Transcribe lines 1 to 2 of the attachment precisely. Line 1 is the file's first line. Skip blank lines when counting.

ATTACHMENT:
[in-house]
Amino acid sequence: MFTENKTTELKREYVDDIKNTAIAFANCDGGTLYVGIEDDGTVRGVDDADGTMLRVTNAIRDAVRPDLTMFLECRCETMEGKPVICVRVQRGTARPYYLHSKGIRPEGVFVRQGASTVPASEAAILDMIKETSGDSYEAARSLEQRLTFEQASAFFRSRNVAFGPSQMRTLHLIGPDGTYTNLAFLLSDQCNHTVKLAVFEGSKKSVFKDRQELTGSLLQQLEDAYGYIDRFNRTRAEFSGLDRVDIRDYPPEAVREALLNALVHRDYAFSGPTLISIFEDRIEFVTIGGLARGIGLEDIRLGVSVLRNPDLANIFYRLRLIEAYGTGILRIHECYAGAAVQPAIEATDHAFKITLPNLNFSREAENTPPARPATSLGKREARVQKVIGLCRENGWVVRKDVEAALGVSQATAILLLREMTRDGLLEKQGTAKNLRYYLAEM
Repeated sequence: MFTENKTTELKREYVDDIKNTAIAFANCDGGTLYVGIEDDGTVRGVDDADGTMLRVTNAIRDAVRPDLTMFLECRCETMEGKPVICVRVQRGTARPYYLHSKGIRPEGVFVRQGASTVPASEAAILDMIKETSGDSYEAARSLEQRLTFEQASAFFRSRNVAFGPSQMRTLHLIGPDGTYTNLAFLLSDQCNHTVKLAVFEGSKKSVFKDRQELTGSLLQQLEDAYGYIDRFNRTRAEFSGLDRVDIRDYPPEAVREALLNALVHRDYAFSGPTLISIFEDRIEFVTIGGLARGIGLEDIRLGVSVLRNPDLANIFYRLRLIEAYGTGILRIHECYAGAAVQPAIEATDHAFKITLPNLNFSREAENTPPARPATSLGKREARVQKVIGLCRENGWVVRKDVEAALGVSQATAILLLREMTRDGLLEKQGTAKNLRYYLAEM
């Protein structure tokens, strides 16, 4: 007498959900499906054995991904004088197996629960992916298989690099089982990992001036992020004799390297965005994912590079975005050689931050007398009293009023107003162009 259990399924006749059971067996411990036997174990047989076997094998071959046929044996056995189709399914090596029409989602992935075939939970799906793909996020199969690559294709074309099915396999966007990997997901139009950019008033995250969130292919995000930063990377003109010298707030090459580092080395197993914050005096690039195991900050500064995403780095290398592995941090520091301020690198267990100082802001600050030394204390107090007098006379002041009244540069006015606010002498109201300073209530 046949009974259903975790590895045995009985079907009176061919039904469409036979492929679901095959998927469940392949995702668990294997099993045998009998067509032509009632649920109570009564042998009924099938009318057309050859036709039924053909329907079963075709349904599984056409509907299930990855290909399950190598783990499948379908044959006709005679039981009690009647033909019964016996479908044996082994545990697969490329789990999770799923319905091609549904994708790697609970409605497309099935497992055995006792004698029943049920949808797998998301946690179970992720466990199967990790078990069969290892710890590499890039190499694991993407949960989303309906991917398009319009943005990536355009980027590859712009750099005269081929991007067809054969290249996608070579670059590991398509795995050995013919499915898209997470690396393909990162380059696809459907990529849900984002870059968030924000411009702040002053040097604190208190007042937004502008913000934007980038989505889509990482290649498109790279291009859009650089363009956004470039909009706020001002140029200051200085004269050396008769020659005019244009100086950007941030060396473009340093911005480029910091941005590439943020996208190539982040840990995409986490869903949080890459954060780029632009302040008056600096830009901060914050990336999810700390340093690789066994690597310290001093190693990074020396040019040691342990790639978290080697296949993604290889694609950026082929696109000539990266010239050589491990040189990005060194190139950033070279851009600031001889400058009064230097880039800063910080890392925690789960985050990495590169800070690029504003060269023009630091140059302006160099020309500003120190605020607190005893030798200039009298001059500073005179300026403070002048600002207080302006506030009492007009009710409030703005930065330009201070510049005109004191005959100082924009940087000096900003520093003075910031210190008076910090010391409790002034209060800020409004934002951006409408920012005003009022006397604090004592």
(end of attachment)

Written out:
[in-house]
Amino acid sequence: MFTENKTTELKREYVDDIKNTAIAFANCDGGTLYVGIEDDGTVRGVDDADGTMLRVTNAIRDAVRPDLTMFLECRCETMEGKPVICVRVQRGTARPYYLHSKGIRPEGVFVRQGASTVPASEAAILDMIKETSGDSYEAARSLEQRLTFEQASAFFRSRNVAFGPSQMRTLHLIGPDGTYTNLAFLLSDQCNHTVKLAVFEGSKKSVFKDRQELTGSLLQQLEDAYGYIDRFNRTRAEFSGLDRVDIRDYPPEAVREALLNALVHRDYAFSGPTLISIFEDRIEFVTIGGLARGIGLEDIRLGVSVLRNPDLANIFYRLRLIEAYGTGILRIHECYAGAAVQPAIEATDHAFKITLPNLNFSREAENTPPARPATSLGKREARVQKVIGLCRENGWVVRKDVEAALGVSQATAILLLREMTRDGLLEKQGTAKNLRYYLAEM